Analyst says Samsung’s chip gamble might backfire

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Analyst says Samsung’s chip gamble might backfire

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Wayne Lam * Principal analyst, IHS (May 2008-present) * Application engineer, Nikon Instruments * Technical consultant, Symbian * Process engineer, Intel * M.B.A., Marshall School of Business, USC * Master of Engineering, Cornell University * Bachelor of Science, Massachusetts Institute of Technology

Samsung Electronics has impressed the industry by introducing a lot of “firsts” in its new flagship Galaxy S6 and S6 Edge smartphones, including the Exynos 7420 mobile processor that was developed in-house instead of Qualcomm’s Snapdragon 810.

But Wayne Lam, a principal analyst with IHS Technology, predicts the decision may backfire in the second half of the year to place the world’s No. 1 smartphone producer in the uncomfortable position of having to decide whether to rely on Qualcomm again after Apple places an order for its next-generation A9 chips, which will be made by Samsung.

“Currently Samsung is the only foundry producing 14-nanometer [nm] mobile processors. That’s a risk because Samsung also signed on Apple as a customer. Apple is going to go with whoever has the latest technology,” he said Wednesday in an interview with Korea JoongAng Daily in Seoul.

Taiwan Semiconductor Manufacturing Company (TSMC), Apple’s supplier of A8 processors for the iPhone 6 and iPhone 6 Plus, won’t be able to achieve 14-nm processor technology until later this year.

The products Apple anticipates launching this year - based on the next iteration of the chip likely to be designated the A9 - will require at least nine months of testing, said Lam. “Their only choice is Samsung,” he said.

Samsung’s partner Globalfoundries is supposed to ramp up production by the third quarter to handle demand from Apple and Samsung. But if the Santa Clara, Calif.-based semiconductor foundry fails to execute, as it has in the past, Samsung would have to produce its own, which could strain capacity in the second half.

“Samsung would have look into alternative designs and that’s why there’s a possibility it could fall back on Qualcomm,” said Lam. “Introducing the first of anything is a challenge, technologically.”

A nanometer is a measure of the size of connections within a chip and the lower the number, the more advanced the technology. That allows chips to be smaller, more powerful and energy efficient. A 14-nm processor consumes 35 percent less power and boasts 20 percent enhanced productivity compared with a 20-nm chip.

Lam also predicts there will be at least an update to the iPhone 6 and 6 Plus - something like iPhone 6S and 6S Plus - this year, and Apple may introduce an iPhone 7 with new user interaction features, such as the “force touch” technology introduced in the MacBook and Apple Watch, though that is pure conjecture.

The principal analyst, who was a semiconductor engineer and later earned an M.B.A. from Marshall School of Business at the University of Southern California, has consistently commended the innovative features of the Galaxy S6 and S6 Edge and the timing of Samsung’s decision to debut the cutting-edge phones.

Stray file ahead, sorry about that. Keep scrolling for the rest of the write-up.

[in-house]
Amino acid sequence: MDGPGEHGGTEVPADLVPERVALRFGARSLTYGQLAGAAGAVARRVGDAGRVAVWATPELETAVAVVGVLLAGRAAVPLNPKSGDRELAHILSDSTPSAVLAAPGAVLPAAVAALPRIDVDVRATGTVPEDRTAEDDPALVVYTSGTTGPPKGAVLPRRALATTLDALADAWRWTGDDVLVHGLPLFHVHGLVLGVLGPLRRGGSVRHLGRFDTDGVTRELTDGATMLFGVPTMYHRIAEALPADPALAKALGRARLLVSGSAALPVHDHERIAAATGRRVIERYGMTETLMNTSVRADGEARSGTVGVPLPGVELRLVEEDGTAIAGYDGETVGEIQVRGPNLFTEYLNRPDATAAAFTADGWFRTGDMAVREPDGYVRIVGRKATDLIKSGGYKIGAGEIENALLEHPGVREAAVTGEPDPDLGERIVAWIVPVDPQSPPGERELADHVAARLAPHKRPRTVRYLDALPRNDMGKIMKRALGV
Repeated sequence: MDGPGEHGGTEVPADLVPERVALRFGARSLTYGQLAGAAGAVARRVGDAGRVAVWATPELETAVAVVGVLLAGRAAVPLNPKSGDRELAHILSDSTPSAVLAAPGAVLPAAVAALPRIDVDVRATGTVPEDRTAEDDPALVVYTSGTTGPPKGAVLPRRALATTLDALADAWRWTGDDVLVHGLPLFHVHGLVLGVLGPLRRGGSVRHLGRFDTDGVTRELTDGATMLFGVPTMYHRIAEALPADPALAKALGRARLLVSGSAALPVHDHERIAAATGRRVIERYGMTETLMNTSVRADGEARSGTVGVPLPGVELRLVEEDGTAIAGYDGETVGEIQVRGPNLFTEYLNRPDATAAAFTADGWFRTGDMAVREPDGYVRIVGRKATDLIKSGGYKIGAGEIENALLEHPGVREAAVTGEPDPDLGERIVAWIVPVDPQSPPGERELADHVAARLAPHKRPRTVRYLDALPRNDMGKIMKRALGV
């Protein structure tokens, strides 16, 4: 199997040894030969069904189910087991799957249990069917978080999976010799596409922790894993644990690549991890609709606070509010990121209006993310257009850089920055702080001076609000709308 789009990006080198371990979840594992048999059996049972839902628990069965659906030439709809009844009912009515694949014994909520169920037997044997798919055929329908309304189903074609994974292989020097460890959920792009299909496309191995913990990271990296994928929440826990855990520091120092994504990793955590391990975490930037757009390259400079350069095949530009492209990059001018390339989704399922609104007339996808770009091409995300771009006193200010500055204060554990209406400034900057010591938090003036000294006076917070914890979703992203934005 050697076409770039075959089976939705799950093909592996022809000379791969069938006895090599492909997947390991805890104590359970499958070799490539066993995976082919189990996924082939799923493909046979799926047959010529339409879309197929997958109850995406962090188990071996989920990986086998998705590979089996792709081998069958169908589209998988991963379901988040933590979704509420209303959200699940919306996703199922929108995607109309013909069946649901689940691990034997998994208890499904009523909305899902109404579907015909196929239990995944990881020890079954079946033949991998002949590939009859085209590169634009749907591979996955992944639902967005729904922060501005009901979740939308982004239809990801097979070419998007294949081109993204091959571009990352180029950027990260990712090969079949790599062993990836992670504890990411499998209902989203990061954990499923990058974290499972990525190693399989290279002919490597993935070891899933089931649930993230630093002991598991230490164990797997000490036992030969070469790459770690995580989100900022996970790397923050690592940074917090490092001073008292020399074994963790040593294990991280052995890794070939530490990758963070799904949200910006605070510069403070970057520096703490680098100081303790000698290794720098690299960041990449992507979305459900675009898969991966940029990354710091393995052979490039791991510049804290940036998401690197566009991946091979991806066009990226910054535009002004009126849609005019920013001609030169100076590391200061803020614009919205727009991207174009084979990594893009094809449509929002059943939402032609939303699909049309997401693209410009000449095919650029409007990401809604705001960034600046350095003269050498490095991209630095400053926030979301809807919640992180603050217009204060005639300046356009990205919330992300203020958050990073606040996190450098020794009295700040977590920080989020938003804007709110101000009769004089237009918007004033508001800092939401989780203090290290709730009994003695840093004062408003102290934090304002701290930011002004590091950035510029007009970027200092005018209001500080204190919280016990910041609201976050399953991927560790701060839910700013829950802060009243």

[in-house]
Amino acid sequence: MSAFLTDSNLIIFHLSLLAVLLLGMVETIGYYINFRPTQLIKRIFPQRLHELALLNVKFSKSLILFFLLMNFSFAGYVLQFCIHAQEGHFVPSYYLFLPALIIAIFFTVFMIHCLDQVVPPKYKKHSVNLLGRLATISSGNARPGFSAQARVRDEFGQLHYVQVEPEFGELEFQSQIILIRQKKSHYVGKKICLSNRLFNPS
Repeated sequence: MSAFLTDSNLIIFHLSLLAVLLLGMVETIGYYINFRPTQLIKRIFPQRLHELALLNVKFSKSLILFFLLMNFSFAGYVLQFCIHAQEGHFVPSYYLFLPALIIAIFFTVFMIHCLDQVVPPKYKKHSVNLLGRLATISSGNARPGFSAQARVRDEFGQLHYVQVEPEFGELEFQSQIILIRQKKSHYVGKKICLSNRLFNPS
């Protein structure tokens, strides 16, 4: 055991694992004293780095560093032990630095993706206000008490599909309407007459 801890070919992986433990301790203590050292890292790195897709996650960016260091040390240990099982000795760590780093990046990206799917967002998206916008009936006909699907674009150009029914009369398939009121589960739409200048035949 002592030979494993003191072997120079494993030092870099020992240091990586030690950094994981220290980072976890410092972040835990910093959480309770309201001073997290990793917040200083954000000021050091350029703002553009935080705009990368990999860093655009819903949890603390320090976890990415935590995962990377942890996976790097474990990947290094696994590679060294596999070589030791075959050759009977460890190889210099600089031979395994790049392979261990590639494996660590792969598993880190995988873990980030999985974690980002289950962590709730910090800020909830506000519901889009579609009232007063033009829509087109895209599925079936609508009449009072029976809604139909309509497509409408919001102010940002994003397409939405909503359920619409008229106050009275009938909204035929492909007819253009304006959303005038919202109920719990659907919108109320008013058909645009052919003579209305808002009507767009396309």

“This is a critical time for Samsung. Samsung needed revitalization of its flagship smartphones and the timing for S6 was really impeccable,” he said. “With the S6, Samsung finally reached the point where it has a very beautiful design, which is interesting because that area was pretty much monopolized by Apple. True competition, at least in aesthetics, is on.”

Earlier on Wednesday, IHS released a report showing that while the S6 Edge is the most expensive Galaxy S line smartphone ever produced, it retails for less than a comparable iPhone 6 Plus. An S6 Edge with 64 gigabytes of storage costs $290.45 to manufacture, compared with $240.05 for the 64 GB iPhone 6 Plus. The paper is based on a teardown of an S6 Edge purchased from Verizon.

“Overall, [the S6 Edge] is the priciest Samsung Galaxy S series bill of materials to date,” said Andrew Rassweiler, senior director of research and analysis for IHS. “Samsung seems to have consistently packed more features and cost into its flagship Galaxy S line of phones over the past three generations of the product, now producing a bill of materials cost that is notably higher than comparable iPhones.”

With the launch of the S6 and S6 Edge, the combined market share of Apple and Samsung in the high-end smartphone market, which stood at 65 percent last year, will probably approach 75 percent in the near future, said Lam, adding that Samsung has reached the point where it has to realize it should concentrate on a specific product segment when competitors in the lower-end segment challenge its global leadership. He cited the example of China’s Xiaomi, whose business model is very disruptive, not minding a slim margin and focusing on cutting costs.

Samsung signaled a move in that direction in March at the Mobile World Congress, where it showcased the S6 and S6 Edge.

“You can see the theme behind their product announcement was much more concentrated,” said Lam. “In the past, they would have dozens of devices and services. This time around, it was purely about design, about how unique the product line was.”

BY SEO JI-EUN [seo.jieun@joongang.co.kr]

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